Sudan: Military council arrests former govt. officials, to investigate former ruling party members

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Sudan’s military council said on Saturday a civilian government would be formed after consultations with the opposition and the transition period would last for a maximum of two years



In a press conference on Sunday, spokesman Maj Gen Shams Ad-din Shanto said the military council was “ready to implement” whatever civilian government the opposition parties agreed.
“We won’t appoint a Prime Minister. They’ll choose one,” he said, referring to opposition and protest groups.
He also said the army would not remove protesters from their sit-in by force, but called on protesters “to let normal life resume” and stop unauthorised roadblocks.



“Taking up arms will not be tolerated,” he added.
The military council also announced a range of decisions, including:
• New heads of the army and the police
• A new head of the powerful National Intelligence and Security Service (NISS)
• Committees to fight corruption, and to investigate the former ruling party
• The lifting of all media restrictions and censorship
• The release of police and security officers detained for supporting protesters
• A review of diplomatic missions, and the dismissal of the Sudanese ambassador to the US and to Switzerland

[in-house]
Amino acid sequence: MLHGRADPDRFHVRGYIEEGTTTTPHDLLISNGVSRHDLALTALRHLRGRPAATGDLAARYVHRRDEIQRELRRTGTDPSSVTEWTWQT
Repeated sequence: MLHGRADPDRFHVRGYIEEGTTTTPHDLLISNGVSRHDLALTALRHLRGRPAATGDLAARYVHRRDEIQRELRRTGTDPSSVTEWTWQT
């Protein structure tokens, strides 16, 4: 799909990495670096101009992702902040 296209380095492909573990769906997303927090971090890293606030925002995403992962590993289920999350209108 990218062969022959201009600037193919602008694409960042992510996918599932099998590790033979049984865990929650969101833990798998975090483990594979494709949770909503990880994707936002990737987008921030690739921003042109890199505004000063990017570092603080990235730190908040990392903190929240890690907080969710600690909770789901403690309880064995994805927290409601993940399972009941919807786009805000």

The coup leader, Defence Minister Awad Ibn Auf, announced the military would oversee a two-year transitional period followed by elections and imposed a three-month state of emergency.



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Bashir was overthrown on Thursday after weeks of mass protests brought on by rising food costs, high unemployment and increasing repression during his three decades in power.
The whereabouts of Sudan’s former leader is currently unknown, but the coup leaders said he was in a secure place.
Bashir, 75, seized power in a 1989 military coup.



Mr Bashir has been indicted on charges of war crimes and crimes against humanity in Darfur by the International Criminal Court.
But the military council has said it will not extradite him, Instead he might go on trial in Sudan.

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